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Water Works

Cox Automotive conserves water & nurtures natural waterway habitats nationwide


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There is no life without water. And life without clean water would be dismal at best, if possible at all, which is why we continually invest in water conservation and clean waterways initiatives.

Since the launch of the company-wide sustainability initiative Cox Conserves in 2007, we’ve collectively saved over 81 million gallons of water through conservation, with 22.5 million gallons conserved in 2018 alone.

There are myriad ways we conserve water. For starters, we look at what Mother Nature readily makes available to us: rain. By collecting rainwater and using water reclamation systems in daily operations instead of depleting other sources, we’ve drastically reduced our daily demand.

Nowhere is this more at play than at Manheim. Water conservation centers at our auction locations don’t just reuse the water we use to clean cars – we actually treat the wastewater, remove contaminants, and return cleaner water to the original system.

But water conservation is much bigger than just reducing water at work. It starts with clean streams, lakes, rivers, beaches, and oceans.

“Clean, healthy waterways reduce human health risk and improve our quality of life,” says Jennifer Bronner, Senior Manager of Corporate Responsibility. “They’re fundamental to clean water and water conservation.”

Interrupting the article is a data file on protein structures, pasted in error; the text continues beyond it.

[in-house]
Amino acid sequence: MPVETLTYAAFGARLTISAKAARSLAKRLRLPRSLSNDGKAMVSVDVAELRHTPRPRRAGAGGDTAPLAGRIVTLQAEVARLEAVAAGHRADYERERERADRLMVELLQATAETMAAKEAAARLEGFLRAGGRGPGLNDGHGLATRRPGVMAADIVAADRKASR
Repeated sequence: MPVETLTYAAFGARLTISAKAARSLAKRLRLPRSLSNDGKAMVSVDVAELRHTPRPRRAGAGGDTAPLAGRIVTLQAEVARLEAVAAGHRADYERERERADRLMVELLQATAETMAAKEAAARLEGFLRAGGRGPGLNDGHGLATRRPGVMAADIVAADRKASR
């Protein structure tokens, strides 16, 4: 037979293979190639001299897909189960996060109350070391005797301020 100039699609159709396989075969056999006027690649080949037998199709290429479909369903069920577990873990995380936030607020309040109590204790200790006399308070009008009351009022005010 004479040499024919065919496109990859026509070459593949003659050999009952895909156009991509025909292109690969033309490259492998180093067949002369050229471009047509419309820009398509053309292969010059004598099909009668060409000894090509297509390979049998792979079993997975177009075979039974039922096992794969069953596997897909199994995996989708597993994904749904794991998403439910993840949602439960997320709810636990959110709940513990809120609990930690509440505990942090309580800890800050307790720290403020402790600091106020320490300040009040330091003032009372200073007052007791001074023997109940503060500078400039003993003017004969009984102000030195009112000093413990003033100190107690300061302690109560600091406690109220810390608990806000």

With this in mind, we’ve recently partnered with a number of national environmental programs to clean and protect these natural resources. In 2019, Cox hosted team member volunteer events on beaches and in cities around the country to keep waterways clean and flowing: on the beach, where a healthy ecosystem helps mitigate the effects of climate change and protects the coastline from damaging winds and storm surges, and in our rivers, where garbage removal is critical to rid the water supply of contamination and protect biodiversity.

During the past year, 81 Team Cox volunteers participated in the annual Atlanta river cleanup with Chattahoochee Riverkeeper and Trees Atlanta. Team members worked in the creek and performed trail maintenance around the Beltline at Atlanta Memorial Park. In just 2.5 hours, they removed 1.43 tons of invasive plants and trash, including tires, mattresses, and shopping carts.

More than 230 Team Cox volunteers cleaned up Doheny State Beach in Dana Point, California, in partnership with Cox’s national partner, Ocean Conservancy. The group effort meant 555 pounds of trash removed from the beach and San Juan Creek. Plus, the volunteers identified and reported 1,000+ pounds of construction waste to the park, which was removed by the county the next day. The total haul was a new waste removal record for Team Cox water cleanup endeavors.

60 Team Cox volunteers helped clean up the Arkansas River in Tulsa, Oklahoma, in partnership with American Rivers. And in Jacksonville, Florida, Team Cox picked up 500 pounds of beach trash with the St. John Riverkeeper and American Rivers.

Little by little, these clean ups contribute to the pollution solution. However big or small, any effort is a meaningful way to achieve large-scale rehabilitation.